I became an Anglican because the ACNA presented an expression of Anglicanism that I was able to take seriously as an ecclesial home for committed Christians. I left the ACNA for the Episcopal Church because I became an Anglican. And though I have now left the ACNA, I am filled with profound gratitude for my sojourn there. I hope that telling the story of my relationship to Anglicanism can help Episcopalians feel the same way, and help people in ACNA take another look at the Episcopal Church: not necessarily to join it, but to recognize that it is home to their sister and brother Christians. Some of these sisters and brothers hold to the same commitments; some are further to the left; some do indeed hold to aberrant doctrine; all are baptized into Christ and loved by him. The Episcopal Church rarely lives up to GAFCON’s caricatures. And even when it does, Christ remains faithful to those he has gathered to himself. Jesus hasn’t given up on the Episcopal Church, and it is irresponsible and anti-evangelical for any of us to act as though he has. By the same token, he is at work through the ACNA too. As an ecclesiologist, I can’t justify the ACNA’s existence as a church, but it does exist, and Christ, who justifies by grace, through his passion and resurrection rather than any merit on our part, is at work within the ACNA.
I recently argued elsewhere that a good path for divided Anglicans might be to learn how to be grateful for those from whom we are divided. There is a lot of bad blood between the Episcopal Church and the ACNA. There are causes for this animosity on both sides, which I won’t go into because we’ve all been rehearsing our grievances for long enough. Jesus does not have bad blood toward those in his church, only the blood he shed for them on his cross, which he gives them to drink in the eucharistic cup. In his scandalous grace, he continues to use us to reconcile women and men to himself. Animosity dies when we begin to look at those across the ecclesial divide with the eyes of Christ, and see his gospel at work, awakening and sustaining faith. If we could learn to recognize the work of Christ in one another, it would go a long way toward allowing us “to discountenance schism, to heal the wounds of the Body of Christ, and to promote the charity which is the chief of Christian graces and the visible manifestation of Christ to the world.”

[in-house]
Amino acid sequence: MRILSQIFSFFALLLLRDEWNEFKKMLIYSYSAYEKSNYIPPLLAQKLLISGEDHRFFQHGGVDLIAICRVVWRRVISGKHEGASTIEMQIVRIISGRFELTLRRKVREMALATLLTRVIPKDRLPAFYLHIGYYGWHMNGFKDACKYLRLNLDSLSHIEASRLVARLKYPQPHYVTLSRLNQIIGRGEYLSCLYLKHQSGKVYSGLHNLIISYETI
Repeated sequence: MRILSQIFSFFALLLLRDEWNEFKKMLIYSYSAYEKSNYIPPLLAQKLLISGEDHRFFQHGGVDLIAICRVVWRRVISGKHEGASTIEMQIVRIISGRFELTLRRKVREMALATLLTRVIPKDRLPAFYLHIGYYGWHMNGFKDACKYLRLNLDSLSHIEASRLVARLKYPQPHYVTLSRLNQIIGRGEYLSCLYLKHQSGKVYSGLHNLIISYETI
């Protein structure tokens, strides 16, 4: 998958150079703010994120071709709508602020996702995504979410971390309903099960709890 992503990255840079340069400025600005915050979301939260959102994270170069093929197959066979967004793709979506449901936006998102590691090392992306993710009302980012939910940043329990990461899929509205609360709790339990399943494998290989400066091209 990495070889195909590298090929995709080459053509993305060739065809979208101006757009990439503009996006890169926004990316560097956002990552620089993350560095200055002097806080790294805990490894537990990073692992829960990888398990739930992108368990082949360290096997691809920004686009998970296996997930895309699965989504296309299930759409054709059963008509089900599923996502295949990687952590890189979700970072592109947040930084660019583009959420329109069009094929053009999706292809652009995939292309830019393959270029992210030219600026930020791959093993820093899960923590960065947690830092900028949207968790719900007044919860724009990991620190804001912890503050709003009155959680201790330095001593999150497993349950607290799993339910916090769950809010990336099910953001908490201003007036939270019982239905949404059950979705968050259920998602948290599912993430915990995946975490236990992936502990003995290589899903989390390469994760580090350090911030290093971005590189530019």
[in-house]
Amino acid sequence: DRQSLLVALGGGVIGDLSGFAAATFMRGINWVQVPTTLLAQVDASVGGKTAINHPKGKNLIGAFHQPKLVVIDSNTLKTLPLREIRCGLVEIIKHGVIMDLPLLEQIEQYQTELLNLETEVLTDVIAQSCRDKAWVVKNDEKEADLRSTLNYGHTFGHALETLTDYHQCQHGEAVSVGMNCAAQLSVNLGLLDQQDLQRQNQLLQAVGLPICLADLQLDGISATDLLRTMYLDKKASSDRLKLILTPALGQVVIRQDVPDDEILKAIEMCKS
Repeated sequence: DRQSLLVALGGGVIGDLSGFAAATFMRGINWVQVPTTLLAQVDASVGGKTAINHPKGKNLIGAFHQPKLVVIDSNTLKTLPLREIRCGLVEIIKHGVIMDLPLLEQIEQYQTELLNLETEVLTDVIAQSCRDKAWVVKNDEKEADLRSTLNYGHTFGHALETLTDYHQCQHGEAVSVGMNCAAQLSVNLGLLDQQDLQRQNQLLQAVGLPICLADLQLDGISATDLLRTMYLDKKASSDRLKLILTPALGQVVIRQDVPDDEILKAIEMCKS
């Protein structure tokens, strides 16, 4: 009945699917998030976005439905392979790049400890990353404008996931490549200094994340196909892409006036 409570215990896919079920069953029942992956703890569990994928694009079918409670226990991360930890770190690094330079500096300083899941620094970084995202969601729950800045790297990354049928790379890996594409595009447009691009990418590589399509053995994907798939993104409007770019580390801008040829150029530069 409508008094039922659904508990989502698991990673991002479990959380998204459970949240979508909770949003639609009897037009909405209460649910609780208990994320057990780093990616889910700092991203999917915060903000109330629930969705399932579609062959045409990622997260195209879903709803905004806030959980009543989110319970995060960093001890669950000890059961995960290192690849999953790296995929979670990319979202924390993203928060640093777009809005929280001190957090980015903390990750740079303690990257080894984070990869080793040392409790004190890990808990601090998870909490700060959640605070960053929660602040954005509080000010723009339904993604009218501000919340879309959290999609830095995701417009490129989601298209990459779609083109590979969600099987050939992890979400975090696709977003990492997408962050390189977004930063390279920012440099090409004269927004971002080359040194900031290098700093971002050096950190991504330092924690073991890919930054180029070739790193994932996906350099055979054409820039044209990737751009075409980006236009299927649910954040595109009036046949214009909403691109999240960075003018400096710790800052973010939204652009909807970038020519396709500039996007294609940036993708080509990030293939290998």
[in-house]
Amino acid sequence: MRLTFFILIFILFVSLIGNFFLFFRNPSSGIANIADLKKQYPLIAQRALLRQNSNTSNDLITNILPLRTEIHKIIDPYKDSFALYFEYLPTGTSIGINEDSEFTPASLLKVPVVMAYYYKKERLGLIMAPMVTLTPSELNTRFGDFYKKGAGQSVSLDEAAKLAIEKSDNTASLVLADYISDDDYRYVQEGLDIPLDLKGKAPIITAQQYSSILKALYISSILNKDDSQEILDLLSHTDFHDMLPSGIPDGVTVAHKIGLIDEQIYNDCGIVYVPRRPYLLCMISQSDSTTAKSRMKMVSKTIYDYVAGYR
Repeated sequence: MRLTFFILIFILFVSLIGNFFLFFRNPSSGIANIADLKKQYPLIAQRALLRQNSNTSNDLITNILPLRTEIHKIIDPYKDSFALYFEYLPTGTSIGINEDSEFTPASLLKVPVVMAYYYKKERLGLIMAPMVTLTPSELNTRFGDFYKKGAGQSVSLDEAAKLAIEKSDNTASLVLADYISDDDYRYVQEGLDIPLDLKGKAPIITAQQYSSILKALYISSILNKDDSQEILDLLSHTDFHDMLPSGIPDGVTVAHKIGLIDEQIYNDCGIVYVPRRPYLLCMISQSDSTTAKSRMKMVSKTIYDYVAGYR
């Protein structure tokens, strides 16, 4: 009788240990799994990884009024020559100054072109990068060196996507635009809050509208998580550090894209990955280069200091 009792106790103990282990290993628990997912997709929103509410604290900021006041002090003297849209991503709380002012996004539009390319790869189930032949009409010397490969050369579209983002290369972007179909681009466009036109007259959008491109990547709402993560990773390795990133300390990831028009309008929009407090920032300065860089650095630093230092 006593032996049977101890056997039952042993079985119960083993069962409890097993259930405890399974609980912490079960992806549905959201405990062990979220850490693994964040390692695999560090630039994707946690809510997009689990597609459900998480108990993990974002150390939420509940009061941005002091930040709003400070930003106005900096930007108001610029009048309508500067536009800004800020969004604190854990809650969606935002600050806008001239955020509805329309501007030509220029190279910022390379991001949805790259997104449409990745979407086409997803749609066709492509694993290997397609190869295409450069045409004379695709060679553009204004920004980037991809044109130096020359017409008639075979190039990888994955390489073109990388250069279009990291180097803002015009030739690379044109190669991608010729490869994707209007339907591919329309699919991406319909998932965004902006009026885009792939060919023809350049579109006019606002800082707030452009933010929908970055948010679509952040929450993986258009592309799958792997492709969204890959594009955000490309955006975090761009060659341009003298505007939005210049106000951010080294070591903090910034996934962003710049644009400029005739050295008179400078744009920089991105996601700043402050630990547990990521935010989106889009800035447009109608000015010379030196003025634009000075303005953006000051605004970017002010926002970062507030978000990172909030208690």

I have also grown a lot less interested in making these evaluations. A Brutal Unity by Ephraim Radner (Baylor University Press, 2012), which explores Christian unity as grounded in Christ, who refuses to let go of even his enemies, has profoundly influenced my thinking. My only hope is in the Christ who died for us while we were at enmity with him, and holds fast to us no matter how badly we stumble and fall. Recognizing this changes the way I evaluate the Church’s shortcomings. Yes, there are still things that Jesus wants to correct and purify, but I’m not looking for the line across which he refuses to hold us by his grace and decides to leave us to ourselves. I hope we never find it.
 Even remaining at the national level, there are still problems with the syllogism. The prayer book, together with the constitutions and canons of the Episcopal Church, rather than statements by bishops, or even General Convention, indicate the doctrine and discipline of the church. And so, per the Book of Common Prayer, the Episcopal Church remains committed to the Nicene faith and all that comes along with it. Any exceptions to this within the Episcopal Church are just that: exceptions, not the rule. See further Wesley Hill’s thoughts on Nicene Orthodoxy within the Episcopal Church.
 And, as the consecration of Andy Lines shows, remains steadfastly committed to such canonical violations.
 It is worth noting that some of the initial departures from the Episcopal Church were centered on women’s ordination to the priesthood, and not sexuality. However, GAFCON does not represent a united front on women’s ordination. Many within GAFCON accept it, even as others demur. In the ACNA an uneasy armistice between a majority that rejects and a minority that affirms women’s ordination currently obtains.
 And if GAFCON’s goal is not to uphold Catholic faith and order, it is all the more indefensible.
 I am trying to be very careful here to not suggest that the Episcopal Church-ACNA schism was unacceptable only because some in the Episcopal Church continue to hold traditional views on marriage and sexuality. Instead, it is the indissoluble union of the church with Christ established at baptism that renders the division unacceptable. What I do want to show is that, even in terms of the ACNA’s expressed justification for the split, it is unjustified.
 Though, in light of all I have observed, I think it is fair to ask them Why not?
 One interesting realization I had was how far to the right of me some of my friends in the Episcopal Church are.
 Eugene R. Schlesinger, “The Fractured Body: The Eucharist and Anglican Division” Anglican Theological Review 98.4 (2016): pp. 639–60.